Here are some real facts you never knew about the emirate:
• Before tourism and hospitality, Dubai made its money oil – that’s common knowledge. But before oil, Dubai was built on pearl diving, with more than 300 diving dhows and 7,000 hard-working sailors. To delve into this lesser-known past, head to Dubai’s Pearl Museum, home to one of the largest and finest collections of pearls in the world, donated by pearl merchant, Sultan Al Owais. On display are a whopping AED 500 million ($136,077,545 USD) worth of fine salt-water pearls.
• In the mid-1800s, the Indian rupee was the main currency in Dubai and the wider UAE, with the subsequent Gulf rupee introduced in 1957, eventually phasing out in 1966. Despite this currency evolution, the ties to India remain strong – reflected in India being the number one source market for visitors to Dubai, as well as the plethora of amazing Indian restaurants dotted throughout the city. More recent connections between Dubai and India include the opening of the world’s first Bollywood theme park on the outskirts of the city.
• Dubai boasts a record-breaking public transport system. According to Guinness World Records, the city’s metro is the longest driverless metroline in the world. And it’s getting longer everyday with new stops being added all the way out to the site of the upcoming Expo 2020 in Dubai.
• Less than 50 years ago in 1968, there were only 13 registered cars in Dubai. Now there are more than 1.5 million, mirroring the emirate’s meteoric growth from humble fishing and pearling settlement to what is now the fourth most visited city in the world.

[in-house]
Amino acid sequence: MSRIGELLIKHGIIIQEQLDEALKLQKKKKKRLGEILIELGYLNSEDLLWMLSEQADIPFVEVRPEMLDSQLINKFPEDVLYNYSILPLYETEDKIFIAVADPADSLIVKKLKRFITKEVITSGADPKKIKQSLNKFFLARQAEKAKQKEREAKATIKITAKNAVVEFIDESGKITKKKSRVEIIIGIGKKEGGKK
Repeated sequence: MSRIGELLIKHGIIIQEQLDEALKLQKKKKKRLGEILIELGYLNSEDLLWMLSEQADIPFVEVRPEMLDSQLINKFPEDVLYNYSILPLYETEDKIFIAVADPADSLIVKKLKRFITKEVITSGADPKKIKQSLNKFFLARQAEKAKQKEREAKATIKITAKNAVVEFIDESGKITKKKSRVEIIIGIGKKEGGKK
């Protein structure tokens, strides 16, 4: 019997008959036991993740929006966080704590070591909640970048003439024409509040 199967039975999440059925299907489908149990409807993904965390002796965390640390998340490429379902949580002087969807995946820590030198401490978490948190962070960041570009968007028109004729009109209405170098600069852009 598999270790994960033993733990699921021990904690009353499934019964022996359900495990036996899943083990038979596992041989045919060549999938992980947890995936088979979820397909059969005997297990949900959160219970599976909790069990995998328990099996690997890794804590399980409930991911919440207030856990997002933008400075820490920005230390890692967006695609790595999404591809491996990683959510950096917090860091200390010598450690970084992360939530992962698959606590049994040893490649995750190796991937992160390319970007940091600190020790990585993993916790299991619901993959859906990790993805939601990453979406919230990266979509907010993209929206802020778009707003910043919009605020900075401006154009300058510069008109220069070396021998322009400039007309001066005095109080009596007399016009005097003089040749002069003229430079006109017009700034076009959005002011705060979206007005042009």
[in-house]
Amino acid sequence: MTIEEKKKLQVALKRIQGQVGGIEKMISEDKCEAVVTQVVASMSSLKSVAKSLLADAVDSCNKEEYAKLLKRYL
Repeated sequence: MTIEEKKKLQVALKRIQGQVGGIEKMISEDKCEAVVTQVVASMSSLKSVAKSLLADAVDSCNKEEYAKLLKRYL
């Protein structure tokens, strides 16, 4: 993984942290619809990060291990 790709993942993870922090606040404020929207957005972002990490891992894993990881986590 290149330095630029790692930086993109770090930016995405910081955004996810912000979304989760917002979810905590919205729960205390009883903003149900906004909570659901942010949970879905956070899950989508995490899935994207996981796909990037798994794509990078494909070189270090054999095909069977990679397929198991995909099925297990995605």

• Contrary to popular belief, Dubai isn’t just a coastal city; it’s also home to a rugged mountainous exclave named Hatta, where visitors can hike and mountain bike through untouched nature in the Hajar Mountains, kayak through clear turquoise water at Hatta Dam, and explore picturesque date and bee farms.
• Emirati custom dictates that hosts offer their guests tea and dates, with the traditional way being to pour half a cup. The reason for this lies in the cups not having handles and the tea being piping hot – you wouldn’t want your guest to burn their fingers. If, however, the host pours a full cup of tea, it’s a subtle way of telling the guest that they have overstayed their welcome. To learn more and discover other intriguing customs, head to Dubai’s Sheikh Mohammed Centre for Cultural Understanding.
• The UAE has a Minister of State for Tolerance and a Minister of State for Happiness. The country has endorsed a number of initiatives and projects in line with its National Happiness and Positivity Programme, which includes the set-up of happy and positivity offices, among other initiatives.
• In just 58 years, Dubai International airport has gone from having a runway made out of compacted sand to now being the busiest airport in the world for international passengers, more than 83 million of them in 2016.
Source: The Guardian